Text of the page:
Key TakeawaysNew research could give more weight to the hypothesis that we are living in a computer simulation. Princeton University physicist Hong Qin's research shows how a simulated universe's technology could work in practice, experts say. Not everyone agrees that Qin's research strengthens the case for simulation theory. gremlin / Getty Images
New research into machine algorithms is fueling the hypothesis that our reality may actually be a computer simulation.
A recently developed algorithm can predict planetary orbits without having to be told about Newton's laws, according to a recent paper by Princeton University physicist Hong Qin. Qin's research shows how the technology of a simulated universe could work in practice, experts say.
"If an AI algorithm is able to predict the motion of planets, for example, using discrete field theory, this suggests that the universe, itself, may consist at some level of discrete elements—if you will, that the universe is pixelated," computer scientist Rizwan Virk, the author of "The Simulation Hypothesis," who was not involved in the research, said in an email interview.
Orbits Predicted Without Newton's Laws
Qin created a computer program into which he fed data from past observations of the orbits of Mercury, Venus, Earth, Mars, Jupiter, and the dwarf planet Ceres.
This program then made accurate predictions of the orbits of other planets in the solar system without using Newton's motion and gravitation laws.
"Essentially, I bypassed all the fundamental ingredients of physics. I go directly from data to data," Qin said in a news release. "There is no law of physics in the middle."
“It might make your head spin a little to consider that nothing around you would be physical.”
Qin's work was inspired by Oxford philosopher Nick Bostrom's philosophical thought experiment that the universe is a computer simulation.
If that were true, Bostrom argues, the fundamental physical laws should reveal that the universe consists of individual chunks of space-time, like pixels in a video game.
"If we live in a simulation, our world has to be discrete," Qin said in the news release.
The technique Qin devised does not require that physicists believe the simulation conjecture literally, though it builds on this idea to create a program that makes accurate physical predictions.
Simulation Theory in a Nutshell
The idea that we might be living in a simulation first gained ground in 2003 in Bostrom's proposal of a trilemma that he called "the simulation argument." He argues that one of three unlikely seeming propositions almost certainly is true:"The fraction of human-level civilizations that reach a posthuman stage (that is, one capable of running high-fidelity ancestor simulations) is very close to zero.""The fraction of posthuman civilizations that are interested in running simulations of their evolutionary history, or variations thereof, is very close to zero.""The fraction of all people with our kind of experiences that are living in a simulation is very close to one."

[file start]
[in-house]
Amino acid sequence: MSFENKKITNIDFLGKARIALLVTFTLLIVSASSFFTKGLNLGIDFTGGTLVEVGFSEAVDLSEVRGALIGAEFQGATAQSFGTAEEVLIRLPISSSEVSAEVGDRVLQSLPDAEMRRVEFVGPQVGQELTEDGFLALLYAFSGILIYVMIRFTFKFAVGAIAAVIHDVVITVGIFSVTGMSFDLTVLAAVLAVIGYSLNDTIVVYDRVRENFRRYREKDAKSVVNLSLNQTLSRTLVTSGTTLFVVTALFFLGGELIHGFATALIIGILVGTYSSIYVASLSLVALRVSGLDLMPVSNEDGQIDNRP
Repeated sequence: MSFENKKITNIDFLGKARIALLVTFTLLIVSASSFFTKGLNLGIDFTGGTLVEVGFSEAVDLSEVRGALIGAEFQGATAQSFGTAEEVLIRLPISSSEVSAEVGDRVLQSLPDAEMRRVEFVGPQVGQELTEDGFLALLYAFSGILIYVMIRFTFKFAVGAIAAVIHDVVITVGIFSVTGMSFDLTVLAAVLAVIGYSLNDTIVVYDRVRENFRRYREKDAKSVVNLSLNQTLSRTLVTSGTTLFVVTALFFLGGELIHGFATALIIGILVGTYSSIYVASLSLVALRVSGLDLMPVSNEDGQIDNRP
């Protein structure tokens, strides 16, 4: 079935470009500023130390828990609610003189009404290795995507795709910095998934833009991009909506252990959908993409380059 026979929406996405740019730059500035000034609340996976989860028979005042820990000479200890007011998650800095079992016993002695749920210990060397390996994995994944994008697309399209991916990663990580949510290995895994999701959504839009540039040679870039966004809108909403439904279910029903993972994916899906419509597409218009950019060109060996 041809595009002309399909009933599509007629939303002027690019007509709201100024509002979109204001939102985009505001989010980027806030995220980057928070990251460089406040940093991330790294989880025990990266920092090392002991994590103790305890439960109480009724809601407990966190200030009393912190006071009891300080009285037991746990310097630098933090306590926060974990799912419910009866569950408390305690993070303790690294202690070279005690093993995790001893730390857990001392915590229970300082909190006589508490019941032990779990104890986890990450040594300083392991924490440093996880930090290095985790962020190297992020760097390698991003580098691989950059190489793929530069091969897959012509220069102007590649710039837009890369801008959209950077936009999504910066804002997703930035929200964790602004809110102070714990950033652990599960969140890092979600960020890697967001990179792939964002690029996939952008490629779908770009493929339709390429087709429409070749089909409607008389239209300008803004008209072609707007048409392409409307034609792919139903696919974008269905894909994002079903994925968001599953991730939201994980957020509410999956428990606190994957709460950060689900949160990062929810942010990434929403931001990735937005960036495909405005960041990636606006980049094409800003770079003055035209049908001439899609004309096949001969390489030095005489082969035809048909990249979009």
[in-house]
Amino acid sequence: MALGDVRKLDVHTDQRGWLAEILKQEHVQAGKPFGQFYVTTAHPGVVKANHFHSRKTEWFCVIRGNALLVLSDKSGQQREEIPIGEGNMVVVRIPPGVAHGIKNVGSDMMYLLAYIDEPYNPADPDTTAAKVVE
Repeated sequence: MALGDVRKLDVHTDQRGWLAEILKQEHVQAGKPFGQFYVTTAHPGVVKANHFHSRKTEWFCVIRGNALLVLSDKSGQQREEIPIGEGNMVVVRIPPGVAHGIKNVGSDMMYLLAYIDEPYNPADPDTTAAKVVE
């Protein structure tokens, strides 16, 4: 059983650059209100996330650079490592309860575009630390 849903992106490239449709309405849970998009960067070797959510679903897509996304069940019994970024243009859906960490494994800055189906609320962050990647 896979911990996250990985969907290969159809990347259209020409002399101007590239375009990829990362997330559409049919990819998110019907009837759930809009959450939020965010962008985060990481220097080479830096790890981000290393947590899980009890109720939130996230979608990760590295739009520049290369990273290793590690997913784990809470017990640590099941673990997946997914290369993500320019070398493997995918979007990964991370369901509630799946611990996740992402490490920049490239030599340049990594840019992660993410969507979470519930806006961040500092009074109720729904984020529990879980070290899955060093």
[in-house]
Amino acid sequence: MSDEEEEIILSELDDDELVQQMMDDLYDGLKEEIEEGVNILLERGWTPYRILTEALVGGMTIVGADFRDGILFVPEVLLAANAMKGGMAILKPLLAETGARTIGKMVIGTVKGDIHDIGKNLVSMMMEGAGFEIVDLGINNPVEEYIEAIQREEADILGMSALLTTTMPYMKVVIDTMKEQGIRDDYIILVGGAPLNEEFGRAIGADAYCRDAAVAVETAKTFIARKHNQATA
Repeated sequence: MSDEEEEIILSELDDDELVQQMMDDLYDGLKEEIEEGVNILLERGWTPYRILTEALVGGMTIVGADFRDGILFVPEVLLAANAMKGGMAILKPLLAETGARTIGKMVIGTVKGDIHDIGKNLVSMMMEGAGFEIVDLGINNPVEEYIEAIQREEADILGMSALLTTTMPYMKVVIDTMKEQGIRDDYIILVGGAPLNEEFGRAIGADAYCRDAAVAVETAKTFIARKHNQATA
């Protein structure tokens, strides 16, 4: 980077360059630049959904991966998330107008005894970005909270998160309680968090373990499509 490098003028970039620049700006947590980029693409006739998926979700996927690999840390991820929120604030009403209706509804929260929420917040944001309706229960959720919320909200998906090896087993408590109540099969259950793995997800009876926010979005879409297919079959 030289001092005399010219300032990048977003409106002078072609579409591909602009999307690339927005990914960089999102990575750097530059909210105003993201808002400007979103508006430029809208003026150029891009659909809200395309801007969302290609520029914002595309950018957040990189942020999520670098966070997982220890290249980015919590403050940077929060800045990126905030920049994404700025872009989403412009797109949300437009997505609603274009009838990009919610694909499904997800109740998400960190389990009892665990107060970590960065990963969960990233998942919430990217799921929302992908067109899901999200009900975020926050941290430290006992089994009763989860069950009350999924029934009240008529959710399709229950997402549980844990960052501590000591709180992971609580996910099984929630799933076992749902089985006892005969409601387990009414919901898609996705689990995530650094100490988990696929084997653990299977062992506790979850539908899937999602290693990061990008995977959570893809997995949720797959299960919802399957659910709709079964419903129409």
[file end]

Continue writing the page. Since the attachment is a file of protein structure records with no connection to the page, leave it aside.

Not everyone agrees that Qin's research strengthens the case for simulation theory.
"The only meaningful way to affect that would be to have either direct evidence that we are in a simulation (which is crucially distinct from saying the universe is computational/discrete in nature)," David Kipping, an astronomer at Columbia University, said in an email interview.dowell / Getty Images
"Or the clear demonstration that we can ourselves simulate conscious, self-aware, intelligent beings on a computer."
If the simulation theory is correct, how worried should we be? Virk says that it depends on whether we are living in a simulation. That's whether we are living in a role-playing game (RPG) or are Non-Player Characters (NPC).
"In the RPG version, we are players existing outside the game, who are playing characters in the game, and we are trying to level up by overcoming difficulties," he added.
"In the NPC version, we are all AI, and the simulators are watching what we do for some unknown purposes. In any case, if we view this world as full of obstacles for us on purpose, we can take things in stride easier and see everything as a challenge."
Kipping said that, if we do live in a simulation, it might not affect our daily lives. "But it might make your head spin a little to consider that nothing around you would be physical," he added.
"And it permits some unsettling scenarios—such that you may have only come to existence a few seconds ago pre-programmed with your memories."